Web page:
Prediction: Within five years, the fruits of proteomics will begin enabling biologists to truly understand the cell as a network system of interactions. It’s a forecast that would be no surprise coming from a proteomics guru. But this one was made by a bioinformatics software vendor.
Addressing the BioData 2002 conference in Geneva last week, Lion Bioscience CEO Friedrich von Bohlen branched out into proteomics as the subject of his keynote address. “Proteomics, alone but also in combination with expression profiles and the genome, will drive [biology] towards a connected, networked understanding of the cellular system,” von Bohlen told ProteoMonitor following the talk. “This is where the focus will be in five years.”
As an industry watcher, von Bohlen commented that many companies’ current efforts to study the differential expression profiles of various tissues and cells may not provide the necessary biological insight to design pharmaceuticals. “As with [mRNA] expression profiles, you’re never sure whether you see the reason for the disease or just the effect of something,” he said.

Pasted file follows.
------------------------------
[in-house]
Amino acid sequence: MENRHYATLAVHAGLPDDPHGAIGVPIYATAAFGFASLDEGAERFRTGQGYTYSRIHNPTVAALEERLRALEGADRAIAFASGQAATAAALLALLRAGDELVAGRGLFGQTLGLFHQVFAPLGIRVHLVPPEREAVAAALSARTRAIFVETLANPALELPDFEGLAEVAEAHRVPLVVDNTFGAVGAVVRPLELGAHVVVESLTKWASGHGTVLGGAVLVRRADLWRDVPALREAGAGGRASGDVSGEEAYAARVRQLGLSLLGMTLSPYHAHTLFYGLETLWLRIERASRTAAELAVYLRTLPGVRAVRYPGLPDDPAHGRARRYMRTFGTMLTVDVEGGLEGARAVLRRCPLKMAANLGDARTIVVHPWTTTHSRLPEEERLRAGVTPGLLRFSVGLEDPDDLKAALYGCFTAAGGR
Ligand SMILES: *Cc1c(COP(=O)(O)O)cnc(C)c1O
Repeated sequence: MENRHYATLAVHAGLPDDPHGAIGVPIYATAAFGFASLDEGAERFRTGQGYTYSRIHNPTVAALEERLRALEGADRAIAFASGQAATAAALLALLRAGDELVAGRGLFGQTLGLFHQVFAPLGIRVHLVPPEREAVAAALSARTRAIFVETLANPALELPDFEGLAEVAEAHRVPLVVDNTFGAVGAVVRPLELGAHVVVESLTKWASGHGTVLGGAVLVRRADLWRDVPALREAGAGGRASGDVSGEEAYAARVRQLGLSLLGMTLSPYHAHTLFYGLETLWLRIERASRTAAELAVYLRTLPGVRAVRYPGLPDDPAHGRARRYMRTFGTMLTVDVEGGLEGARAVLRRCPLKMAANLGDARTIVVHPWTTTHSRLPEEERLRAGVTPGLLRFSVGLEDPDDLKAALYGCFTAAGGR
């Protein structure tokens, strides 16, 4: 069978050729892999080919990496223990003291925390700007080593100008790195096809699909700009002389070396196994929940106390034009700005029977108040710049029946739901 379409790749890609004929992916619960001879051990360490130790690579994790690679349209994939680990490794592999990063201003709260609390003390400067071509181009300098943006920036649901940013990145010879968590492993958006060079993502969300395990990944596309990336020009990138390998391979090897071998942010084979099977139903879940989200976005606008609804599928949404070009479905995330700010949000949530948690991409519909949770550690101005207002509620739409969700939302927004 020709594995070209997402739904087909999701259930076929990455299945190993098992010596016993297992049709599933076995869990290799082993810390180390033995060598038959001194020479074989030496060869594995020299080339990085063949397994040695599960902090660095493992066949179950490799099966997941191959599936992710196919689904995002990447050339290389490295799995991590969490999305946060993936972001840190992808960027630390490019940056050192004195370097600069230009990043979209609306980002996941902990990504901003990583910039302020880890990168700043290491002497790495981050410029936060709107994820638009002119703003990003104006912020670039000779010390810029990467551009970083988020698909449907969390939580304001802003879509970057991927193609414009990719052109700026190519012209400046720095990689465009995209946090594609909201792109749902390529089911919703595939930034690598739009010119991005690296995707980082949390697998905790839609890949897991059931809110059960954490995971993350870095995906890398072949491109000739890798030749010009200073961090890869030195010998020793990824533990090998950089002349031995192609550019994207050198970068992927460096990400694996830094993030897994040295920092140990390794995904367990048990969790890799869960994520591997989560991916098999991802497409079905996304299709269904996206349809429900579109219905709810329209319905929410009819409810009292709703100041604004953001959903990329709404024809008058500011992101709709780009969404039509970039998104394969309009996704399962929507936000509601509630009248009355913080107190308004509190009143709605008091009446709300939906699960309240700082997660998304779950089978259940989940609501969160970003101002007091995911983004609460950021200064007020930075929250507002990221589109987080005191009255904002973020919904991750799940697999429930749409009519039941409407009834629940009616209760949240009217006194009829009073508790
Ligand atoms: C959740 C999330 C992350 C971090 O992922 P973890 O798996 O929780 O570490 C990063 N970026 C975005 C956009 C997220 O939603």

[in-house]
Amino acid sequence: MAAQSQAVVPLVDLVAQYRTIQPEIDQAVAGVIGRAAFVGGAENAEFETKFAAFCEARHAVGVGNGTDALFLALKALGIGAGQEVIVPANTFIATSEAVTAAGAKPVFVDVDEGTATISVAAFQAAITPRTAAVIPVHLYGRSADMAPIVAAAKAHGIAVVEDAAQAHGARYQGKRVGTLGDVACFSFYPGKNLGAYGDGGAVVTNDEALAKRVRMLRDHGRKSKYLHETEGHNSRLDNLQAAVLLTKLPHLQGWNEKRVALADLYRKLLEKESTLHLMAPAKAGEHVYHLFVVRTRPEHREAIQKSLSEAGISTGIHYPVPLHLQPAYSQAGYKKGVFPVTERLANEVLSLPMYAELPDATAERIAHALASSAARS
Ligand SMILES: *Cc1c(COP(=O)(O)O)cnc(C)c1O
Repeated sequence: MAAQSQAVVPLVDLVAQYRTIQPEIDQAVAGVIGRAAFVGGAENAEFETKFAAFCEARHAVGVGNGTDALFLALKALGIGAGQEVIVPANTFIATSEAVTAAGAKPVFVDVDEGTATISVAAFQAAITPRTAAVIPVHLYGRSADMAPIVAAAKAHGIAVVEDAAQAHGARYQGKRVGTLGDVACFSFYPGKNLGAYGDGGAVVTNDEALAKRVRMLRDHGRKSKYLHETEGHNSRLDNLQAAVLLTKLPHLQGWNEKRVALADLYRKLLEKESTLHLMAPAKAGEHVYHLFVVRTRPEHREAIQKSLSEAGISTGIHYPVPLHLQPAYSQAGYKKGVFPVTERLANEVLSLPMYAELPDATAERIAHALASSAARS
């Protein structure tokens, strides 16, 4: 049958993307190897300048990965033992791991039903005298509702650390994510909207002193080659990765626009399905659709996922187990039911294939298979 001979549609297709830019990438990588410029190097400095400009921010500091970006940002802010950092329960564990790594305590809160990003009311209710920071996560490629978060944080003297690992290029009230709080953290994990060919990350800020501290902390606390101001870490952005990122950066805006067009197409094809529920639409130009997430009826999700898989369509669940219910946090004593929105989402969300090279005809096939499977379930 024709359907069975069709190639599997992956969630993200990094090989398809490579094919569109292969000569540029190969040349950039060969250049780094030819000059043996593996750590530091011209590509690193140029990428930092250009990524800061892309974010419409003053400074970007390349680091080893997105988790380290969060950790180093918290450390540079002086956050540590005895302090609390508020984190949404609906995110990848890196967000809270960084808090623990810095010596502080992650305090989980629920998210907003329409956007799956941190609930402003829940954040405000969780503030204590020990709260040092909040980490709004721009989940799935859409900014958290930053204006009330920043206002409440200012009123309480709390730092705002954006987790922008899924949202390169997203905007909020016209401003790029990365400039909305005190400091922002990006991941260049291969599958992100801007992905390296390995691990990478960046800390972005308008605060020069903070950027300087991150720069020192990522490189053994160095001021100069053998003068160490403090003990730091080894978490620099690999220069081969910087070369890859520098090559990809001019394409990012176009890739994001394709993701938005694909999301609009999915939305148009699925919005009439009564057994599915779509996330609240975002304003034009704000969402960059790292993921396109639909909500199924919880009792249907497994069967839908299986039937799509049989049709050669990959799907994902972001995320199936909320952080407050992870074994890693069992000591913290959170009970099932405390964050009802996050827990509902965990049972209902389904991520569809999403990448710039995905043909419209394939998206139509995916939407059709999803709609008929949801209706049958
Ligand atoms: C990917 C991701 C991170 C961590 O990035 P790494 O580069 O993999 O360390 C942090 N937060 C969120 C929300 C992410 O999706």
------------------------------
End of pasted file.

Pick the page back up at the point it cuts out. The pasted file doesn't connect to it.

Instead, he pointed to recently published papers from scientists at MDS Proteomics and Cellzome in Nature as evidence of a growing trend toward a systems biology approach to proteomics. “This is an interesting approach,” he said. “It comes back to a basic knowledge of cell biology.”
Not that von Bohlen is advocating a purely hypothesis-free line of attack. Scientists must continue to confront the challenge of understanding disease using traditional, hypothesis-based experiments, as well as purely discovery-driven research, he said. “This is like building a tunnel from both sides. On the one is understanding the data, and on the other side is to come up with hypothesis models, with algorithms that try to simulate and predict what’s going on.”
When asked whether proteomics is in danger of promising more than the field can deliver, von Bohlen responded that proteomics researchers have taken their cue from the genomics community, and are more realistic about what they can provide. “Everyone understands that proteomics is part of the revolution, but I’m not sure I would even talk of a revolution [at this point],” he said.
Not surprisingly, von Bohlen also sees the trend toward increasing biological complexity as a boon to bioinformatics, given the computing power required to process the data from experiments designed to understand the cell as a system. “It took the largest civil supercomputer at Celera to capture, read, and annotate the human genome,” he said. “What type of computing power would you need for 200,000 proteins in 100 tissues, or taking it to the extreme, 1014 cells in man?
“I believe this will turn into the largest data information management issue ever,” he added.